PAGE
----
[Tux3] Structure of Tux3

Daniel Phillips phillips at phunq.net
Mon Aug 11 22:40:05 PDT 2008

It is about time to take a step back and describe what I have been
implementing.  A tux3 filesystem is a heirarchical structure with a
simple form:

   Free map (btree)
      Free btree index*
         Bitmap block or extents*
   Volume table (radix tree)
            Log chain*
         Version table (radix tree)
            Version index block*
         Atime table (btree)
            Atime index block*
               Atime block*!
         Inode table (btree)
               Inode attribute*!
               Data attribute* (btree)
                  Data btree index*
                     Data tree leaf*

Versioned elements are marked by !, repeated elements by *.

There is a single free map from which extents for all other objects are

The volume table is a new addition not central to the goals of Tux3,
but a nice feature to have given that it comes nearly for free.  One
Tux3 volume can have an arbitrary number of separate filesystems tucked
inside it, indexed by a simple integer parameter at mount time.  People
say they like this idea and it imposes no significant complexity, so it
goes in.  I am not sure I would ever use it, personally.  I like my
volumes to be nice separate pieces of disk, but I suppose that is just
me being old fashioned.

Each volume has a metablock pointing at the forward log chain for the
volume, a version table that describes the heirarchical relationship
between versions (snapshots), an atime table to take care of that
horrid legacy Unix feature, and an inode table containing files and
attributes of files.  The atime tables, version tables and atom tables
could possibly just be types of files.  I have not gotten there quite
yet, so let's see what works out best in practice.

Versioning takes place in three places, versioned pointers in the atime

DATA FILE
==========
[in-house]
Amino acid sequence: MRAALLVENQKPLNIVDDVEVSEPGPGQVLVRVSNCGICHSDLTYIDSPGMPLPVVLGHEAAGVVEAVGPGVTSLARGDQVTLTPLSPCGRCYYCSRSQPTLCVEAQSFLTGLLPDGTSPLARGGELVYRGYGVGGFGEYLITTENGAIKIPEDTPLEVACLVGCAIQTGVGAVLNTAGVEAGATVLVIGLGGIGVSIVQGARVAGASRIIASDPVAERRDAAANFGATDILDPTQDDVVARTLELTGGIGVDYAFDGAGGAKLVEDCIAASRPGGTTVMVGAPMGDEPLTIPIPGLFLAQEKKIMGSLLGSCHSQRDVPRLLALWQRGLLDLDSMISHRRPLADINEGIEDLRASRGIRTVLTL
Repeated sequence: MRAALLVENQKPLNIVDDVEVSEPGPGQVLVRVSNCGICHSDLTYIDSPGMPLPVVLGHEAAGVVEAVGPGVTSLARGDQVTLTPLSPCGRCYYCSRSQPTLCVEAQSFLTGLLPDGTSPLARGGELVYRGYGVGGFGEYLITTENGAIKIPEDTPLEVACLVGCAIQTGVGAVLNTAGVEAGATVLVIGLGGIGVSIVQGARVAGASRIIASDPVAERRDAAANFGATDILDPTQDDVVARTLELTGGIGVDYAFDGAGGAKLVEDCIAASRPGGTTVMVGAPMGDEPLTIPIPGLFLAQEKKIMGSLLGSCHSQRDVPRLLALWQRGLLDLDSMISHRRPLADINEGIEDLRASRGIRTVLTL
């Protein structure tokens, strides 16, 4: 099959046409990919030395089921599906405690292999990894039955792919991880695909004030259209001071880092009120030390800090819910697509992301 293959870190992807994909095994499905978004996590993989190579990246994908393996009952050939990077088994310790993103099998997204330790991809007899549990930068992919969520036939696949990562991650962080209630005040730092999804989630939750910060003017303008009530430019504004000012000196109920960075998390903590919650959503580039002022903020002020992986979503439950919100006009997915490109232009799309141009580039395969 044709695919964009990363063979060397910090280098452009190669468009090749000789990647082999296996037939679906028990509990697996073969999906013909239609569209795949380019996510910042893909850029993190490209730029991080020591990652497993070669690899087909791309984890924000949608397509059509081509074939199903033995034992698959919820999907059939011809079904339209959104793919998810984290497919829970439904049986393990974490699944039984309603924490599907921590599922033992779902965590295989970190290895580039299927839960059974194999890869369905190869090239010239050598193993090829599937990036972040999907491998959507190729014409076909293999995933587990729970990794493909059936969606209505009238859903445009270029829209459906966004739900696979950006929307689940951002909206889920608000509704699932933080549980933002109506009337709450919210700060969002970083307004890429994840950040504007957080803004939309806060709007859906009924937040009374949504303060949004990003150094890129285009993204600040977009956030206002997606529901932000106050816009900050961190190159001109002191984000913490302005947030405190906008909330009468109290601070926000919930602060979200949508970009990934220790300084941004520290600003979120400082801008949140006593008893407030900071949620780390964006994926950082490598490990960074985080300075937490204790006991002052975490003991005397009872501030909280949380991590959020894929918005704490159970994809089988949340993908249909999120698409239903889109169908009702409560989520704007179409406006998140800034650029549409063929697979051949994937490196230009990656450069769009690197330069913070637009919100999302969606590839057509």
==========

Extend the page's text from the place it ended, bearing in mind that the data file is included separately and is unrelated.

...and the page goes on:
btree, versioned extents in a file data btree and versioned attributes
in the inode table.

Notice the absence of a journal, the functionality of which is provided
by forward log elements that I described in the Hammer thread (and will
eventually write a separate post about).

Kinds of data attributes:

   Regular file
   Directory (btree mapped into file)
   Atom dictionary (Tux3 special!)
   Quota file
   Version link (Tux3 special!)
   Extended attribute
   Char device
   Block device

The atom dictionary maps the names of extended attributes to small
integers, which are then used to identify extended attributes in
inodes.  This makes the attributes smaller and also means there is only
a single variable length field per attribute which ought to save some

Version links are a new idea in Tux3 to allow you to link files in
different versions.  Just like a symlink, but also specifies the
version of the link target.

Data attributes come in four varieties, which I described in a previous
post.  Any of the above kinds of data attributes can be stored in the
any of the four forms:

   Direct pointers to blocks
   Pointer to btree leaves
   Full btree

Other inode attributes besides data attributes are:


All inode attributes are versioned except for the block count, which
reports the same blocks count for all versions, which is the total
number of all blocks allocated to all data attributes of the inode.
I doubt that blocks count is used by any applications other than as an
advisory item, which is what it will be in Tux3.  If more detailed
information about how many blocks a given version owns in a given file
is needed, it could be provided by a utility.

Note: radix trees in tux3 are implemented as btrees, just so the btree
code can be reused without having to implement a special radix tree.
The radix trees (volume table, version table) are fairly small so the
extra space for btree keys vs a true radix tree is insignificant.



Tux3 mailing list
Tux3 at tux3.org

More information about the Tux3 mailing list